BYU Cheer & STUNT — More than just pompoms
The BYU Cheer and STUNT team leaves the sidelines behind once a year to make a trip to Daytona Beach, Florida, to compete in the National Cheerleaders Association Collegiate National Championship.
Cheerleading has become much more than leading cheers and waving pompoms since its inception as a way to boost school spirit and motivate players. The sport has evolved to include stunts and tumbling requiring rigid technique, coordination, strength and discipline.
“These kids are athletes,” BYU head coach Jocelyn Allan said. “We’re not just pompoms standing on the sidelines.”
“There is a competition factor in cheer that most people don’t realize,” male BYU cheerleader Trey Rutter said.
Allan leans into this competition factor and takes it seriously, as she has choreographed national competition routines that landed her and her team four national championships and one international championship.
“We get one shot at nationals and that’s it,” Allan said.
“There is a different level of athleticism and body awareness that it takes to throw other people in the air and make sure they don’t hit the ground,” team member Savana Winterton said. “I wish people knew how much sacrifice and selflessness goes into this.”
Surprisingly, however, competing at nationals falls into second place on the list of priorities for BYU Cheer and STUNT, but not necessarily by choice.
“Their first priority is to support other people,” Allan said. “There is nothing more satisfying than to watch kids work toward a goal of serving other people.”
The team’s season starts in August with the fall sports and ends in April after most winter sports have come to a close.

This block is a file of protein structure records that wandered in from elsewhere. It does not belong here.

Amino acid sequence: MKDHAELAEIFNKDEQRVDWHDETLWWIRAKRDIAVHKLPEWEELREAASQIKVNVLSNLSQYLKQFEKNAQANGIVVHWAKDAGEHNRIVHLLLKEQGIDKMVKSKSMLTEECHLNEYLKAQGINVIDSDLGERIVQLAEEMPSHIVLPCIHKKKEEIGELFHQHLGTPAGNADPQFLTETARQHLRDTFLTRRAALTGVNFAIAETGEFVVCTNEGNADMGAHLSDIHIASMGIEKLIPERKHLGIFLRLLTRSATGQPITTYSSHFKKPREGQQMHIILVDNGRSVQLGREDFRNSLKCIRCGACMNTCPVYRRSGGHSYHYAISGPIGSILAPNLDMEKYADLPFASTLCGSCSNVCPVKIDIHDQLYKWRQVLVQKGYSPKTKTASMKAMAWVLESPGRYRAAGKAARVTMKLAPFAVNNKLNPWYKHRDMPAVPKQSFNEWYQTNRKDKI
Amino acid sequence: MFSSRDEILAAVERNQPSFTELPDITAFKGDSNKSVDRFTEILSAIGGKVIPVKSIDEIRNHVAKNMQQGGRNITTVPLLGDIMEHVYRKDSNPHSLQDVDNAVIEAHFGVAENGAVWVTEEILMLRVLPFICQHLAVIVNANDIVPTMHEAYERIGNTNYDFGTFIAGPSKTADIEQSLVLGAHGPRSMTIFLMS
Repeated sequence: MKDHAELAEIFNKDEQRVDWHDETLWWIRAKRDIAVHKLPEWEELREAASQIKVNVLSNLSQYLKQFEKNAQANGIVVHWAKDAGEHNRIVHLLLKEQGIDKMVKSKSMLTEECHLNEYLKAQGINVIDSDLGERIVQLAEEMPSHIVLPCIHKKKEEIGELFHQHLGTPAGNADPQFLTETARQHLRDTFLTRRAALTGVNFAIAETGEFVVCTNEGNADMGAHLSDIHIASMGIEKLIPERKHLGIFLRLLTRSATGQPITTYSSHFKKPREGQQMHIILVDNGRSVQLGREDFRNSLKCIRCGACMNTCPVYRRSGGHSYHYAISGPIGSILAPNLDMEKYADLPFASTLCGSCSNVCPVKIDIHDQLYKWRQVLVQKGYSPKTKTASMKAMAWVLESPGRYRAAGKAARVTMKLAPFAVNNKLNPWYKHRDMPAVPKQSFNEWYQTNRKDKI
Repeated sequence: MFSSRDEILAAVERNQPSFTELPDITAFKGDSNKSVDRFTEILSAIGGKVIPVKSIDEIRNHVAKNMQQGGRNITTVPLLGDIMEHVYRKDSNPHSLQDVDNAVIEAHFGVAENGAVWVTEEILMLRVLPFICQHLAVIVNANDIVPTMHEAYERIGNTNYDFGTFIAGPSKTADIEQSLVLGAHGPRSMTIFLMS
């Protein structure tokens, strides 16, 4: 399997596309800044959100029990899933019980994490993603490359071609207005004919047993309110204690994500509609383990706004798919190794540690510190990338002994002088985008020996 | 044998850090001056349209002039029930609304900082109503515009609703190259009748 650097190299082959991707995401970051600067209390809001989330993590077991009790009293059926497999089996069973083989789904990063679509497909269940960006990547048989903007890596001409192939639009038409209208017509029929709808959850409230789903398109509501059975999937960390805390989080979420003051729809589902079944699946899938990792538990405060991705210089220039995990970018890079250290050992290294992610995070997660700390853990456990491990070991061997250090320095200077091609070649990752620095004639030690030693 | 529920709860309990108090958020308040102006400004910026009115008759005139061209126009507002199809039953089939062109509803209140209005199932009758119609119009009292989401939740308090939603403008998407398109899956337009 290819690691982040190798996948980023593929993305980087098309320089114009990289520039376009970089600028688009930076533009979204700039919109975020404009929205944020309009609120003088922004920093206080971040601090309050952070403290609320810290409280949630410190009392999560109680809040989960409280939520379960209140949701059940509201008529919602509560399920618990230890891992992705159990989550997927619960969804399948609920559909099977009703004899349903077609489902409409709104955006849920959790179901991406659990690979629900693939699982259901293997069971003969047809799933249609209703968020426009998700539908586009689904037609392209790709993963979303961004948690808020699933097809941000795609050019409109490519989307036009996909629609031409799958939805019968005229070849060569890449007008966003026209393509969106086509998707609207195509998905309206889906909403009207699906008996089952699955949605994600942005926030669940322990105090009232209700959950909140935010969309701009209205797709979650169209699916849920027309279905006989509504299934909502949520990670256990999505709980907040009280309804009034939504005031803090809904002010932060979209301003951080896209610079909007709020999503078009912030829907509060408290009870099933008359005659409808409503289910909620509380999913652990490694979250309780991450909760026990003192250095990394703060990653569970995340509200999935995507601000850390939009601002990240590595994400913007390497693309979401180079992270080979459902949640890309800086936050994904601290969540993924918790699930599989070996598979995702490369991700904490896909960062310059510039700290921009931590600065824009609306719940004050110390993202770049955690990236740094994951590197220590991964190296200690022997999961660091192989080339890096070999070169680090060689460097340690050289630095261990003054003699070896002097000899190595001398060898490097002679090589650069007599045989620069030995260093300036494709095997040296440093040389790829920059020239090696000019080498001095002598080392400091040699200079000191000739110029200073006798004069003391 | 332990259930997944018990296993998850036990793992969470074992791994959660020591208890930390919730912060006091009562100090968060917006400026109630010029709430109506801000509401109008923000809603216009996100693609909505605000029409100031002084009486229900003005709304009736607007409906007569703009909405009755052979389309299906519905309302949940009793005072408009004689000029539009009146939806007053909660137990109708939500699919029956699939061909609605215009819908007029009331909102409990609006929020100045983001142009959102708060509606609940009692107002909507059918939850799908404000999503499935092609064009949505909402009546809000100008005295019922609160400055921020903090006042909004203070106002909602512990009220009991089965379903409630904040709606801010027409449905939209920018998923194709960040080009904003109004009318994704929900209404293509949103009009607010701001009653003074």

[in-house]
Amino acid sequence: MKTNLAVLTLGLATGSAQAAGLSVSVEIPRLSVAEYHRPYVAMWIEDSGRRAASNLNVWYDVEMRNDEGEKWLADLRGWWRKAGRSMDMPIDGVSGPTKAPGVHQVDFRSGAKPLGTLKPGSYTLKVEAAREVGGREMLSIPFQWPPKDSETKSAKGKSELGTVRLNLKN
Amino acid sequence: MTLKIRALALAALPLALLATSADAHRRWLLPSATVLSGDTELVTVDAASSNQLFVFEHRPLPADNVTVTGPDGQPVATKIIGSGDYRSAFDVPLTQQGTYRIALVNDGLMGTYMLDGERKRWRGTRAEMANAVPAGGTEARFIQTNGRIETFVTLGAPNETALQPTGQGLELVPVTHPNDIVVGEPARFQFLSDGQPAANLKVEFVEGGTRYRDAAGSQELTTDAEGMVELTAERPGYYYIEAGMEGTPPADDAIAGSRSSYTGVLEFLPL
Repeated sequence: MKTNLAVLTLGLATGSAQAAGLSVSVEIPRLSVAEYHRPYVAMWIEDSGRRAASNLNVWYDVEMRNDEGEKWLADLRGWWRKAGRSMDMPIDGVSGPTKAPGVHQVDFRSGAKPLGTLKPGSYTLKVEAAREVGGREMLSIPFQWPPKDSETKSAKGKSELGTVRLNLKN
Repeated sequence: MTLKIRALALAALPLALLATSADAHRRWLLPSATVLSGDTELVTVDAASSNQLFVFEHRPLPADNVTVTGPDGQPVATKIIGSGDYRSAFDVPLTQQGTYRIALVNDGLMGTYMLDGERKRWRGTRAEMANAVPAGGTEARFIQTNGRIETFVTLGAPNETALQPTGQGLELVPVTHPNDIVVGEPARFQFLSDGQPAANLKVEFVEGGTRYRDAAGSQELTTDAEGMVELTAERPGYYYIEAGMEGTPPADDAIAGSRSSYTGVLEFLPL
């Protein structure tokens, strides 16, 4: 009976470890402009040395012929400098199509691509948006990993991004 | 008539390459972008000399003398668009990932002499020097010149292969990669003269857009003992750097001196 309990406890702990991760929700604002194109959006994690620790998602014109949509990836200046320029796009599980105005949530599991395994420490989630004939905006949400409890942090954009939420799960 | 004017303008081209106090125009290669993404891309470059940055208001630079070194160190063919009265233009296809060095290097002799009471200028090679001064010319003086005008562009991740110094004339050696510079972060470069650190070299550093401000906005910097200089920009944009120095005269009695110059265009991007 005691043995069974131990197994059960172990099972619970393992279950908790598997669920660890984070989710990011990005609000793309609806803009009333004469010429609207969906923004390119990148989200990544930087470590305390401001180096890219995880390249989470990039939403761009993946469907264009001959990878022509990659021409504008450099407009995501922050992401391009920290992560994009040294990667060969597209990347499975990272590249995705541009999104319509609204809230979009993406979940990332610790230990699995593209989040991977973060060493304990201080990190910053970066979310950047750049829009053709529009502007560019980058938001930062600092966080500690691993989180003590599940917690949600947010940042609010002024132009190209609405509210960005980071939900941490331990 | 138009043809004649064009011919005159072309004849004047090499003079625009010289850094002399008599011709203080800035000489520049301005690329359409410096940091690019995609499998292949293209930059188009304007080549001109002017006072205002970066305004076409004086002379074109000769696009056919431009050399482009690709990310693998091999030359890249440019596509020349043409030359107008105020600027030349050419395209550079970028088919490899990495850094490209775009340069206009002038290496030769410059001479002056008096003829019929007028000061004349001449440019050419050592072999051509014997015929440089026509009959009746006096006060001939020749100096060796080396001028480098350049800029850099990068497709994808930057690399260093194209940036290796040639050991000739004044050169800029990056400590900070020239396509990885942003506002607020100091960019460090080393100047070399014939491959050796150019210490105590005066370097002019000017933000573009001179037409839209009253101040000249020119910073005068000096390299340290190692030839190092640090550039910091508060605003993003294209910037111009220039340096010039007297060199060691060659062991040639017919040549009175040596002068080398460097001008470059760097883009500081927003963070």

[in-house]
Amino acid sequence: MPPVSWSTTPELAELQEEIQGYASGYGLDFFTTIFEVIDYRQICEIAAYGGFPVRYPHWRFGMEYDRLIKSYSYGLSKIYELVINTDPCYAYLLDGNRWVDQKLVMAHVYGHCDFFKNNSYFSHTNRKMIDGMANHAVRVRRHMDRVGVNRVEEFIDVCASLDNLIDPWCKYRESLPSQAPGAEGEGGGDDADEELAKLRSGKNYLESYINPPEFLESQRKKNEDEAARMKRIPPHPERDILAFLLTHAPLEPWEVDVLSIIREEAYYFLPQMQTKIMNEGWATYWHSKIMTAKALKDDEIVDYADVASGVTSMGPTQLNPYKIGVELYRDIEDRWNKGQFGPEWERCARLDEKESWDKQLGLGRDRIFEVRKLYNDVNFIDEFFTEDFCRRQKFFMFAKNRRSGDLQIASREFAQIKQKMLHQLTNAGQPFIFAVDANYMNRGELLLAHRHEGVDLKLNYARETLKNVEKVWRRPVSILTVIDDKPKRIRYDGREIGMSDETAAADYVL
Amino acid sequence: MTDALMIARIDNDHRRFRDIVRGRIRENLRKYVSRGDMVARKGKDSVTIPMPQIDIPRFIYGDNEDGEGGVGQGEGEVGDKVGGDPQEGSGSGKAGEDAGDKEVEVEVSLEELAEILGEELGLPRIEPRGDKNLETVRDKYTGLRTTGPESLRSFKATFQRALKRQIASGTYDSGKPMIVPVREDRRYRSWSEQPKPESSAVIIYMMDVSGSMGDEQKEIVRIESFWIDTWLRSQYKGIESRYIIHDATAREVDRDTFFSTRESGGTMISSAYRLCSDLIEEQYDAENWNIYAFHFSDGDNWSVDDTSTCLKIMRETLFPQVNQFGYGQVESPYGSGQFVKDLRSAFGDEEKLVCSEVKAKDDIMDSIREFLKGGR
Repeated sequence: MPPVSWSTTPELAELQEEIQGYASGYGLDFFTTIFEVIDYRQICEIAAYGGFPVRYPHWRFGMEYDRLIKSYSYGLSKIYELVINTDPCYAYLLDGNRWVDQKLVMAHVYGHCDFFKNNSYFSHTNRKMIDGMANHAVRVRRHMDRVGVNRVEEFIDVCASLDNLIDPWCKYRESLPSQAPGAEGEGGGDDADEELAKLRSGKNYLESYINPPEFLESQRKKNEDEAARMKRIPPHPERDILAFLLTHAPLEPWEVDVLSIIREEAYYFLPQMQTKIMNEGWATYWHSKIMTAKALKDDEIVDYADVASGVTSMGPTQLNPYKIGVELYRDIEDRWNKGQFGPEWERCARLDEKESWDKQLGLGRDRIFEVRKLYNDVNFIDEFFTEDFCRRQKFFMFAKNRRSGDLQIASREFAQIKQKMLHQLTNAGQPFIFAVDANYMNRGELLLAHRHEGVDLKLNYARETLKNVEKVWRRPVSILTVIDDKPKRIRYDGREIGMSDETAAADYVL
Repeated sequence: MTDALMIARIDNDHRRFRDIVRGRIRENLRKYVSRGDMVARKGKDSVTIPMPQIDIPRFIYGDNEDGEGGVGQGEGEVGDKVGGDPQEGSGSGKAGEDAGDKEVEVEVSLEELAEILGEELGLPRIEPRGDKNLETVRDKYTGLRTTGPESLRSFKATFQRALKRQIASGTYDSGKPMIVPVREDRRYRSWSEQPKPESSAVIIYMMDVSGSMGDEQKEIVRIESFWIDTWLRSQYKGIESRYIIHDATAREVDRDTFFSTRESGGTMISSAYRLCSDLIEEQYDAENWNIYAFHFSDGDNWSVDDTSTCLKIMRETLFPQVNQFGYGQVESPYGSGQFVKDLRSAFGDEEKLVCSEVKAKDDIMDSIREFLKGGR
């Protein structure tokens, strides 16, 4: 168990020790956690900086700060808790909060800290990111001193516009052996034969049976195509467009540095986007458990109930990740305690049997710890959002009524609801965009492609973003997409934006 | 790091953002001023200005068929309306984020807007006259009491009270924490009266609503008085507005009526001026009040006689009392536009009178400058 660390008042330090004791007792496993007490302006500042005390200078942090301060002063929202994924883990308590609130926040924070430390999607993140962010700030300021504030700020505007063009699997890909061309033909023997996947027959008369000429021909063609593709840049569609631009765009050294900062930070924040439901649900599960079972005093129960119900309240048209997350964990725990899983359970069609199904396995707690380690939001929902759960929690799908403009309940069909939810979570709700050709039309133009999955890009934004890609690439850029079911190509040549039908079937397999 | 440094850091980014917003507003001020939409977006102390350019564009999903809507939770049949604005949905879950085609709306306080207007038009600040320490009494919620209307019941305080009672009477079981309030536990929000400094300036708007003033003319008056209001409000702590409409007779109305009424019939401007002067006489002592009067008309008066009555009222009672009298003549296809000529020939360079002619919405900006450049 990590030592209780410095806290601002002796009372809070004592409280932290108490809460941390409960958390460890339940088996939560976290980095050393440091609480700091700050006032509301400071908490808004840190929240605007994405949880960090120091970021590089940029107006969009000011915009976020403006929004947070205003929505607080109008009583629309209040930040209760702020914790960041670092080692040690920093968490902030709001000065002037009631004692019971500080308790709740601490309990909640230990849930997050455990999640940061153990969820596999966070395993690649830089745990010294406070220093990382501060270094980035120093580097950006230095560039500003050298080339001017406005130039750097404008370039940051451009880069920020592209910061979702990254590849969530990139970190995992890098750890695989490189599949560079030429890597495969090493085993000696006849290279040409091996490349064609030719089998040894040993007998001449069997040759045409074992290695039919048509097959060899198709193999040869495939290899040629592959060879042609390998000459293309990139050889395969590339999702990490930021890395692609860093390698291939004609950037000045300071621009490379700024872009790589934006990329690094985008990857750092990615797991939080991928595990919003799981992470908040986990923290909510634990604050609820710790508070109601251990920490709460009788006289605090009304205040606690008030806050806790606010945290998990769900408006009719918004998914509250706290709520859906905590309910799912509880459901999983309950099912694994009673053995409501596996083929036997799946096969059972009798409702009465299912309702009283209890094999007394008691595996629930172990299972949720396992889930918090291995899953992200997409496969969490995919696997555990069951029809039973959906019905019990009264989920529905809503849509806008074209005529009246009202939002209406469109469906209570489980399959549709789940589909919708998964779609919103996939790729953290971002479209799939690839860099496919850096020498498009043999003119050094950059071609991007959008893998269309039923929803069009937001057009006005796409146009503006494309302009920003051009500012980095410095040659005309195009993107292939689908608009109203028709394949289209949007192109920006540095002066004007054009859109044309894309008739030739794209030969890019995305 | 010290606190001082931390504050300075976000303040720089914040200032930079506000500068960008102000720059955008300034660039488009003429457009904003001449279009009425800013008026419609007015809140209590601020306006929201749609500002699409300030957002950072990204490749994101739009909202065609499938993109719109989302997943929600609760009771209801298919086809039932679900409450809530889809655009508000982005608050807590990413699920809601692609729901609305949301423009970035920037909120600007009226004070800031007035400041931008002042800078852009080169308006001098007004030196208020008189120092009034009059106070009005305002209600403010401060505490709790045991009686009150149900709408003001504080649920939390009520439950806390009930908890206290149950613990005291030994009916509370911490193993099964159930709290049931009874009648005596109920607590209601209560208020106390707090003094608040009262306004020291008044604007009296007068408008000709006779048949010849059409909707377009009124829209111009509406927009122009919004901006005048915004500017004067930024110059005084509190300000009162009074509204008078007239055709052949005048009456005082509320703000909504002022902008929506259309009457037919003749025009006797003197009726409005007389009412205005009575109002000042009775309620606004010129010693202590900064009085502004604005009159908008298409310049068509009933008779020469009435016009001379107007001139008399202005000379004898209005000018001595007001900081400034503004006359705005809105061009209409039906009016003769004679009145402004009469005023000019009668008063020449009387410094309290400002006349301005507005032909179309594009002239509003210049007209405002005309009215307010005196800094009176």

The Cheer and STUNT team spends the bulk of its season preparing for other’s sporting events like volleyball, basketball for both the men and women and, of course, football. They run halftimes, engage the crowd while on the sidelines and recognize the athletes playing.
“My teammates literally inspire me because they are so selfless,” Winterton said. “The fact that they stand on the sideline with no recognition and cheer for other people is so incredible to me.”
Most of their practice time is dedicated to perfecting game material and any leftover time is spent rehearsing their potential prize-winning nationals routine.
Once the athletic seasons are over, the team has a brief moment to focus on their own competition, preparing to perform a routine that lasts less than three minutes.
“When you get out in front of people and you hear them screaming for you, your work and your standing on the sidelines has paid off,” Winterton said of nationals.
Allan and her talented team of athletes have high hopes to compete for a national title this year at the NCA Collegiate National Championship April 6–10.